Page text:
#ChecktheFAQs campaign to fight vaccine misinformation
There is growing pressure for social media platforms to do more to combat vaccine hoaxes and misinformation. Facebook, Google, TikTok and Twitter are supporting the #ChecktheFAQs campaign to help fight Covid-19 and vaccine misinformation online.
Launched by the Department of Health (DoH), the initiative emphasizes “the importance of accurate information in the fight against Covid-19 and encourages the public to fact-check information that they come across.”
Let’s see what these tech companies have been doing to fight misinformation.
Clare Amador, head for public policy of Facebook Philippines, says they are taking action against accounts that break their Covid-19 and vaccine rule, including reducing their distribution or removing them from their platform. With the expanding vaccine rollout, Amador adds that they will continue working with global and national health authorities, including the DoH, to make it accessible for people to find authoritative Covid-19 and vaccine information across Facebook’s apps.
READ: Tackling vaccine hesitancy
As part of Google’s ongoing role in the fight against Covid-19, Bernadette Nacario, country director of Google Philippines, says their drive includes taking down harmful and misleading content across their products, raising authoritative information on Search and YouTube, providing ad grants, and supporting quality news reporting on vaccines. Over 700,000 videos related to dangerous or false Covid-19 information have been removed globally.
To combat misinformation, TikTok collaborates with fact-checking partners to determine whether the content shared on the platform is false. According to Kristoffer Rada, TikTok Philippines head for public policy, they take away any misinformation that is violative of their community guidelines that may cause harm to public health.
READ: Tackling misinformation in closed social media spaces
Removing false information surrounding Covid-19 is the action Twitter implements. They recently applied labels to such tweets. Monrawee Ampolpittayanant, head of public policy, government and philanthropy of Southeast Asia of Twitter, adds that joining with DoH helps strengthen their efforts to promote and provide people with the latest authoritative public health information on Twitter.
These tech companies are giving access to factual information which would help build public confidence on vaccines, as well as provide credible information on taking care of ourselves in this time of pandemic.
What I want to see is Viber taking a more proactive role in curbing misinformation. Next to YouTube, Facebook, Facebook Messenger, Instagram, Twitter, TikTok and Pinterest, Viber is the eighth most-used social media platform based on the 2021 We Are Social statistics. Internet users aged 16 to 64 years old who use Viber in the past month comprise 36.9 percent. Some netizens could use multiple platforms, but I know many who use Viber as their only messaging platform.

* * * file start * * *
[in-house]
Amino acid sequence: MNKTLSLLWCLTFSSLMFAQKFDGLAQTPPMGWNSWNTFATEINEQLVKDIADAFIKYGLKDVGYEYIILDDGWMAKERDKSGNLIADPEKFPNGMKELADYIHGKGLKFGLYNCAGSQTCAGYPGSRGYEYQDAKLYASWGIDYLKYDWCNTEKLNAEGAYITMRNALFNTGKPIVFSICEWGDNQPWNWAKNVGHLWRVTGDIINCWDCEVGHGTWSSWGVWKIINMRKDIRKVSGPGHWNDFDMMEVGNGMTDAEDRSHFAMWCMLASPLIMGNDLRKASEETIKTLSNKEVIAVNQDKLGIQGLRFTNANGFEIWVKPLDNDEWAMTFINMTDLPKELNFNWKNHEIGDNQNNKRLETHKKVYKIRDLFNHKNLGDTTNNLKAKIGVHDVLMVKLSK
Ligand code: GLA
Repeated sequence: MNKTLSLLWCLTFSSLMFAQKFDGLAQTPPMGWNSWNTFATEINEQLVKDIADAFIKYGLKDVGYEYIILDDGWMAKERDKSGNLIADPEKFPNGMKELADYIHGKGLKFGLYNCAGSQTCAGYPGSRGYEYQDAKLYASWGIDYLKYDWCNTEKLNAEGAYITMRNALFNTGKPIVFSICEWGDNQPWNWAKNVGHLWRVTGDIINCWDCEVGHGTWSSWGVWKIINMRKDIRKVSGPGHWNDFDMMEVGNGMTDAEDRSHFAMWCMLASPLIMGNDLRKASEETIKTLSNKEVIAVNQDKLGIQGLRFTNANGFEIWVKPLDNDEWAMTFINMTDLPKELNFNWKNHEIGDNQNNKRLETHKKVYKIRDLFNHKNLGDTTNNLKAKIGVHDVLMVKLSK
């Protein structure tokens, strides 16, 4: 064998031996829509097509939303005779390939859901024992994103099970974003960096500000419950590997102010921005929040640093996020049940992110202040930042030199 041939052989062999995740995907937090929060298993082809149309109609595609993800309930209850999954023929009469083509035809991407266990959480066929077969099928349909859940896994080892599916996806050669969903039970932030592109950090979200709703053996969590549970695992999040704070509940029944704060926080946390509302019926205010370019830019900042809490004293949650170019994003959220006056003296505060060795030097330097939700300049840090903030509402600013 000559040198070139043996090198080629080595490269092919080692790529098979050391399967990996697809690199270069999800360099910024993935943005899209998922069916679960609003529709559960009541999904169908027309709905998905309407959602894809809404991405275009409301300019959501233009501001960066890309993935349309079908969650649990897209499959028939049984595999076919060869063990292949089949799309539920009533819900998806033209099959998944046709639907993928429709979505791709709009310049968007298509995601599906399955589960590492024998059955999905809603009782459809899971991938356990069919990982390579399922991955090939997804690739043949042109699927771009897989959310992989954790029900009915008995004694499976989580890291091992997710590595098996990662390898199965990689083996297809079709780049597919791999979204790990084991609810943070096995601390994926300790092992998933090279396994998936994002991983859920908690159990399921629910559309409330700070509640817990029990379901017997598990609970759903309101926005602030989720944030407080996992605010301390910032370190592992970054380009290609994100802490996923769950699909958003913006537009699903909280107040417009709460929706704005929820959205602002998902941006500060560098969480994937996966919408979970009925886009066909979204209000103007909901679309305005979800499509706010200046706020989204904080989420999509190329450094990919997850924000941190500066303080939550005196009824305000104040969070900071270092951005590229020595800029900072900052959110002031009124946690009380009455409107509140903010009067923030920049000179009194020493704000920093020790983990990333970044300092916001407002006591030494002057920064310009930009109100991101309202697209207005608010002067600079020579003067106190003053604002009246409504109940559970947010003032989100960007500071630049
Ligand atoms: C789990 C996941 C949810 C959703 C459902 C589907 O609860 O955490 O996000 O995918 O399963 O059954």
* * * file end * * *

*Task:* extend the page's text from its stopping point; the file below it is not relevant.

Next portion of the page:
As an administrator of three Viber group chats, I witnessed the surge of ivermectin posts that say it is a prophylaxis or prevention for Covid-19. Ivermectin is a broad spectrum antiparasitic agent included in the World Health Organization (WHO) essential medicines list for several parasitic diseases.
The World Health Organization states that “the current evidence on the use of Ivermectin to treat Covid-19 patients is inconclusive. Until more data is available, WHO recommends that the drug only be used within clinical trials.”
What I find worrisome is that I am reading posts that show dosages for self-medication, attributed to “someone who knows,” “someone who attended a forum,” or “on another Viber group.”
To dispel the misleading posts, I share links to credible sources such as the WHO or medical groups that warn the public against the purchase of the unregistered ivermectin and the use of the product for treatment of Covid-19.
READ: The fight against misinformation on Covid-19 vaccine
Reporting misinformation or inappropriate content in Viber is limited to community groups. Based on a discussion with a fellow admin, some users have decided not to get vaccinated. She sees the popularity of ivermectin as a reaction to the frustration of delayed vaccinations and a surge of positive cases.
Users are looking for ways to protect themselves. As one told me, “A lot believe in ivermectin in my group. People are desperate.” The message that “if you have ivermectin, you won’t need a vaccine” gets amplified by our vulnerable and desperate Viber titos and titas. What could Viber do? Aside from being part of #ChecktheFAQs campaign, perhaps, Viber could attach information panels, when one forwards messages with keywords surrounding Covid-19.
#ChecktheFAQs regarding Covid-19 and vaccine information is located at https://doh.gov.ph/faqs/vaccines.
First published on Sunday Business & IT on April 11, 2021